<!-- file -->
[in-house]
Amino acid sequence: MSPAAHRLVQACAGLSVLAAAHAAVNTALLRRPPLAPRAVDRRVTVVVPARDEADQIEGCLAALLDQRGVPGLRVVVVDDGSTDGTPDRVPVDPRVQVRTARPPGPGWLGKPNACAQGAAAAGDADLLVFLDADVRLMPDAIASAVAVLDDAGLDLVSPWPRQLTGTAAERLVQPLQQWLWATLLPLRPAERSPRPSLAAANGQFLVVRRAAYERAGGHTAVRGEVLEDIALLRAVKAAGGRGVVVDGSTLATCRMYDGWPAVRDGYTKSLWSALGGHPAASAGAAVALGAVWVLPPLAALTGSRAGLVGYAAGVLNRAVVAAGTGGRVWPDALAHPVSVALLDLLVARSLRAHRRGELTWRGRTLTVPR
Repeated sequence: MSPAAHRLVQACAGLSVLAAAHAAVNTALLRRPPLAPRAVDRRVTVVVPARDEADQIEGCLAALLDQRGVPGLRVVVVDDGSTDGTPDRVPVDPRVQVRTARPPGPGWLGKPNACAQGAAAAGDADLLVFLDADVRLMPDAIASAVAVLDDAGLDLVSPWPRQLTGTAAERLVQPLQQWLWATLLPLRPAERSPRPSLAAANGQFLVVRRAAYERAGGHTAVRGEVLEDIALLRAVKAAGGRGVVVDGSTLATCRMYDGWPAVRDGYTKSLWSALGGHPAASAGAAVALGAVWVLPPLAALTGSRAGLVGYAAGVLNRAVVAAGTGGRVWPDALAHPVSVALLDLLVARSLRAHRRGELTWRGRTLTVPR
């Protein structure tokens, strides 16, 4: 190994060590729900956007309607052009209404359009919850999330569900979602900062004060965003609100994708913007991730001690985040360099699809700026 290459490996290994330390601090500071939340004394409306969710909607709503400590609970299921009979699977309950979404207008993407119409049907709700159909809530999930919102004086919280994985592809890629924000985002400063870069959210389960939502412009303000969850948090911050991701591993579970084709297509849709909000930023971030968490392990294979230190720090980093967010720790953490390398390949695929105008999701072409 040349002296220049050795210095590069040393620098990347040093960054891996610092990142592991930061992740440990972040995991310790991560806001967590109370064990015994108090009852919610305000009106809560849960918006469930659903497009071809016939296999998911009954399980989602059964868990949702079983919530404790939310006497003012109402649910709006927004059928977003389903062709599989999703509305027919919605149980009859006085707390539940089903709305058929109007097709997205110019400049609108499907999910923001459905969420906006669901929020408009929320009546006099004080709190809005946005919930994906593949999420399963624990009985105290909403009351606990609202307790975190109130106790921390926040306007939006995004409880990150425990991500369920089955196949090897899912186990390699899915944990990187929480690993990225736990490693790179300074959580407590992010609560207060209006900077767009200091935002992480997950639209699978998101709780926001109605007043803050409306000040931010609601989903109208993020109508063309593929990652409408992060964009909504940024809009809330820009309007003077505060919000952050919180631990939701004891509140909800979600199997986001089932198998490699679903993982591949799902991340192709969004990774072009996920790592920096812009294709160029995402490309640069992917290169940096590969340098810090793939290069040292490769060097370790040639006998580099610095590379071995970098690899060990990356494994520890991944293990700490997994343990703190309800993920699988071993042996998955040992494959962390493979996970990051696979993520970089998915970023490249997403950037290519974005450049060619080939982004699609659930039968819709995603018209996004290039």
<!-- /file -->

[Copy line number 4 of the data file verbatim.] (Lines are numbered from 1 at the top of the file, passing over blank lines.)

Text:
């Protein structure tokens, strides 16, 4: 190994060590729900956007309607052009209404359009919850999330569900979602900062004060965003609100994708913007991730001690985040360099699809700026 290459490996290994330390601090500071939340004394409306969710909607709503400590609970299921009979699977309950979404207008993407119409049907709700159909809530999930919102004086919280994985592809890629924000985002400063870069959210389960939502412009303000969850948090911050991701591993579970084709297509849709909000930023971030968490392990294979230190720090980093967010720790953490390398390949695929105008999701072409 040349002296220049050795210095590069040393620098990347040093960054891996610092990142592991930061992740440990972040995991310790991560806001967590109370064990015994108090009852919610305000009106809560849960918006469930659903497009071809016939296999998911009954399980989602059964868990949702079983919530404790939310006497003012109402649910709006927004059928977003389903062709599989999703509305027919919605149980009859006085707390539940089903709305058929109007097709997205110019400049609108499907999910923001459905969420906006669901929020408009929320009546006099004080709190809005946005919930994906593949999420399963624990009985105290909403009351606990609202307790975190109130106790921390926040306007939006995004409880990150425990991500369920089955196949090897899912186990390699899915944990990187929480690993990225736990490693790179300074959580407590992010609560207060209006900077767009200091935002992480997950639209699978998101709780926001109605007043803050409306000040931010609601989903109208993020109508063309593929990652409408992060964009909504940024809009809330820009309007003077505060919000952050919180631990939701004891509140909800979600199997986001089932198998490699679903993982591949799902991340192709969004990774072009996920790592920096812009294709160029995402490309640069992917290169940096590969340098810090793939290069040292490769060097370790040639006998580099610095590379071995970098690899060990990356494994520890991944293990700490997994343990703190309800993920699988071993042996998955040992494959962390493979996970990051696979993520970089998915970023490249997403950037290519974005450049060619080939982004699609659930039968819709995603018209996004290039």